What Sort Of Odds Are The Bookies Offering on Baselworld?

You know on FaceBook there’s always that space at the top of your Time Line where the big kahuna of social media asks, ‘What’s on your mind?’ A few days ago when I logged on I saw what was on the mind of Sophy Rindler and it was something that is on many minds in the watch world these days: “Let’s start the bets for the brand that will announce their (sic) leaving Basel next week,” followed by an emoji thoughtfully stroking its chin.

Sophy Rindler

Sophy is one busy lady. She heads up business development at online retailer TrueFacet, helms RedBarMiami, co-founded microbrand Tockr and owns luxury jewellery brand J&S International. If Sophy is taking time to wonder about Basel 2019 then you know the topic is important and so it is. In fact, as watch sales are improving and the destruction of the mechanical watch industry by the smart watch seems mired in Cupertino, California day-dreaming Basel is the conversation piece of choice whenever horological nerds gather.

If Baselworld’s future is in doubt after one hundred glorious years the question to ask is why?

For me, the answer comes in two parts. The first has to do with the changing nature of the watch marketplace and the second with the fair itself.

The marketplace is changing for several reasons the most pronounced one has also changed other industries; the internet. Back in the 1990s when the web first poked its way into the consciousness of the world the watch industry hardly noticed. A few years later most brands launched websites but still, there was something missing: selling watches online. That has changed. Holdouts remain, notably heavyweights such as Breguet, Patek Philippe, Rolex and independents such Francois-Paul Journe but many other brands are now happily taking your money or at least you credit card details straight from your keyboard or phone to their banks. Some brands, Omega, Vacheron Constantin are joining forces with watch geeks sites like Hodinkee and Fratello Watches to sell watches, which has proved highly successful.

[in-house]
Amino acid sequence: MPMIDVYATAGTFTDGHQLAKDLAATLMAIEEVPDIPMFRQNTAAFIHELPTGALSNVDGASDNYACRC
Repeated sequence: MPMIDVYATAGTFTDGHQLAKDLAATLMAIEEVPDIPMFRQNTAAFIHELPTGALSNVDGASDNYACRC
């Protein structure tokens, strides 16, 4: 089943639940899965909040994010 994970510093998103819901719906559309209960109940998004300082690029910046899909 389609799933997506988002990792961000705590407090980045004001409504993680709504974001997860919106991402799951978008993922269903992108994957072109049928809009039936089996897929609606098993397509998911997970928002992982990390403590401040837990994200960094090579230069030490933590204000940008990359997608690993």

The logic of selling on-line is easily understandable: it is more profitable because the brand does not have to share any part of the price of a watch with a retailer or distributor. Brands do share the financial rewards with watch geek sites but because of the devotion of the readership, those transactions feature the benefit of happening quickly selling all the watches on offer in a matter of hours.

Who are the most important visitors to Basel: retailers and distributors. If you can sell on-line who needs retailers or distributors? If you don’t need retailers and distributors why pay for a stand half the size of a jumbo jet hanger at Basel?

Does this mean the end of bricks and mortar watch retailing? No. Mono-brand boutiques, which usually kickback more money to a brand will continue to operate as will large and long-established multi-brand outfits like Wempe and Watches of Switzerland.  Brands with sizable offerings can channel specific watches to each outlet. So what you are able to purchase on-line will be different from what you can purchase at a multi-brand retailer.

It’s the small retailers, the mom and pop jewellers in affluent parts of the world that are hours from a major city who will be hurt by the internet led developments. Such establishments only sell a few watches per annum.  Brands may well abandon mom and pop as the internet and the large retailers sell all the watches a brand produces.

Speculation abounds about why Rolex and Patek Philippe continue in their devotion to Basel so I won’t hesitate to add my thoughts to the mix. Those two brands like things the way they are. As mentioned earlier neither sells on-line so retailers and distributors remain important parts of the sales network. This is especially true for Patek which has sold through Tiffany in New York for over one hundred years. Most people are surprised to learn that Patek does not have a boutique in the Big Apple.

Anyone who says they know the future of Basel is either a clairvoyant of greater magnitude than Nostradamus or delusional.

But, as Sophy has indicated there will be some interesting wagers to be placed.

About Michael Clerizo:

Michael Clerizo is an American freelance writer living in London. He writes a monthly column on watches for the Off-Duty section of the Wall Street Journal and is a contributing editor at WSJ. magazine. He is the author of two books, Masters Of Contemporary Watchmaking and George Daniels: A Master Watchmaker And His Art.


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